Posted: 2:44 am EST
Updated: 10:33 am PST headline.
On January 23, 2019, Venezuela President Nicholas Maduro break diplomatic relations with the United States. The U.S. diplomats in Venezuela were given 72 hours to leave the country. The announcement followed President Trump’s recognition of the President of the Venezuelan National Assembly Juan Guaido, as the Interim President of Venezuela. Later on January 23, the State Department issued a statement on the continuing U.S. presence in Venezuela, stating that it does not recognize the Maduro regime as the government of Venezuela nor does it recognize the legal authority of “former President Nicolas Maduro” to break diplomatic relations with the United States or to declare U.S. diplomats in the country persona non grata. The State Department statement also called on the Venezuelan military and security forces to “continue protecting the welfare and well being of all Venezuelan citizens, as well as U.S. and foreign citizens in Venezuela.” And that “the United States will take appropriate actions to hold accountable anyone who endangers the safety and security of our mission and its personnel.”
Perhaps popular support is with Juan Guaido as the Interim President of Venezuela, but the levers of power in government appears to remain with Maduro. And we doubt very much that Maduro will just step down quietly or peacefully just because the United States called on him to do so. In fact, he just called on the hardened and combatant people to be vigilant and to mobilized and defend the stability of the fatherland. “¡Ni golpismo, ni intervencionismo.” No coups, no interventionism.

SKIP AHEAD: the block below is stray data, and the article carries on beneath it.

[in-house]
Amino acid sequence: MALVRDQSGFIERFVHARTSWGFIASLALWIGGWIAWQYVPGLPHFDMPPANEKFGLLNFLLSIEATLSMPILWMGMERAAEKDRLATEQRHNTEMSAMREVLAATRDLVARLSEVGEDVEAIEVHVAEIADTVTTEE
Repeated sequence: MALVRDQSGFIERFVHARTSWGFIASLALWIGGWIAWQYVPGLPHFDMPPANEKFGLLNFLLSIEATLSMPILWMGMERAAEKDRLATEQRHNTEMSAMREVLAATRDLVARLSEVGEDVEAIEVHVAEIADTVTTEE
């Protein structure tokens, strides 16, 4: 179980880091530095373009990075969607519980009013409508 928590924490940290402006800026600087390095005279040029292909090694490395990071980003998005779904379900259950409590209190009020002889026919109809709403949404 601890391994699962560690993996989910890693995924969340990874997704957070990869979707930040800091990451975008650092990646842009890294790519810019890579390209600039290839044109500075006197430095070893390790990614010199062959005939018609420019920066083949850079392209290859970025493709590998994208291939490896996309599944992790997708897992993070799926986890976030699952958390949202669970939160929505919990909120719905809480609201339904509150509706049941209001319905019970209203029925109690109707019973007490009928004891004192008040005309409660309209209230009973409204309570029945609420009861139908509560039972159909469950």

In a related note, Senator Rubio suggests on Twitter that U.S. diplomats present their credentials to the interim president. Diplomats typically present credentials through the ministry of foreign affairs. For now, it looks like on its website and on Twitter — — that government arm is still squarely behind Maduro.
In the meantime, Embassy Caracas issued a Security Alert noting that visa services have been cancelled but that they are keeping normal business hours for U.S. citizen emergency services. The alert also indicates that “U.S. government personnel have been asked to keep their preschool and school aged children home from school on January 24.”
U.S. citizens are advised that protests may continue through the rest of the week. The U.S. Embassy will maintain normal business hours and will receive any U.S. citizens needing emergency services on January 24, 2019 from 8:00am to 3:00pm. However, all visa appointments for January 24, 2019 have been cancelled. In addition, the movement of U.S. government personnel will be restricted to the following neighborhoods in Caracas: Valle Arriba and Santa Fe, as well as the Escuela Campo Alegre (ECA). U.S. government personnel have been asked to keep their preschool and school aged children home from school on January 24.